Imagine for a moment that you’re a mathematically savvy, wildly creative artist. Your imagination-ruled right brain and your analytical-driven left brain chug along in balanced harmony. And to top it off, you’re an extroverted engineer who thrives on thinking beyond the norm of what’s already been done. Now let’s plan a party.
For Michael Tait – the founder of Lititz-based TAIT Towers – planning his own birthday party was another production in a long list of over-the-top events that have set the stage for countless superstars’ concert tours. During his career, he and his team have masterminded the logistics of staging and scenic design concepts for Yes, The Rolling Stones, Madonna, U2, Taylor Swift and 19 of the top 20 highest-grossing artists’ world tours. With a front-row (and sometimes backstage) view of these stratospheric spectacles for over 30 years, it takes a lot to impress Michael Tait.
With every client’s production, he has learned from and translated his professional experience into an innate understanding of what makes a party an energized celebration that guests will be buzzing about long after the last partier heads for home. It’s all in the engineering.
When semi-retirement left a void in his life, Michael Tait filled it with travel and dance. A lifelong workaholic (admittedly with a degree of partying thrown in over the years), Tait first pursued tango lessons, then discovered salsa and soon was captivated by the Latin dances. During travels to Miami, Tel Aviv, Paris, Hong Kong and Havana, he sought out more instruction, while also taking lessons here at home. Feeling younger with each dance step as he approached the second half of his life, he became known as Mickey Tait.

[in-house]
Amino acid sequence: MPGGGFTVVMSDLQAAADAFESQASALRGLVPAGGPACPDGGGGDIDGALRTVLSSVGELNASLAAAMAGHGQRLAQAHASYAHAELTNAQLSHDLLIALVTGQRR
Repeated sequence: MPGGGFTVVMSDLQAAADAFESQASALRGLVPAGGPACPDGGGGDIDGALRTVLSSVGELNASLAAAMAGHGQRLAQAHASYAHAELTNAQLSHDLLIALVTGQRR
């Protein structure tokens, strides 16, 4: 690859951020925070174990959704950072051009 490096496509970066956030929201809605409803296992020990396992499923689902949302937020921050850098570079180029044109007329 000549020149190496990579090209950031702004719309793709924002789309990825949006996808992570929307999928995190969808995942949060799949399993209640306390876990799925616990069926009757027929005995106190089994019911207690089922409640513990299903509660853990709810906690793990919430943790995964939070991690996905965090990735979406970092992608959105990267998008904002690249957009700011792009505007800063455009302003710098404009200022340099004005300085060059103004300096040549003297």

When it was time to celebrate Mickey’s 35th birthday (you do the math), the bash was true to his rock n’ roll roots and his new-found passion for dancing – with the theme of “Think Young.”
Commandeering the manufacturing space of TAIT Towers as his party space, Mickey set to laying out a party that would offer his 260 guests a series of surprises throughout the night. A digital invitation enticed guests to come enjoy endless cocktails, tapas and rumba to start the evening, then party ‘til the wee hours with two bands.
While that sounded like fun, Mickey was planning much more. The party began two stories above the yet-to-be-unveiled party space in TAIT’s transformed office and commissary space, where guests were greeted with a specialty cocktail to kickstart the party. Mysteriously blue and named the Ba-Cha-Ta (the namesake of a Latin dance from the Dominican Republic), the tiny tasting (less than an ounce) was hailed as a “fountain of youth” elixir – how could anyone resist?
A band’s rumba music could be heard as guests paused to pose for the professional photographer before proceeding to the cocktails and tapas and greeting fellow party-goers. Chef Tim Carr’s selection of hors d’oeuvres were purposely finger foods, intended to grab on the go, encouraging guests to socialize and circulate.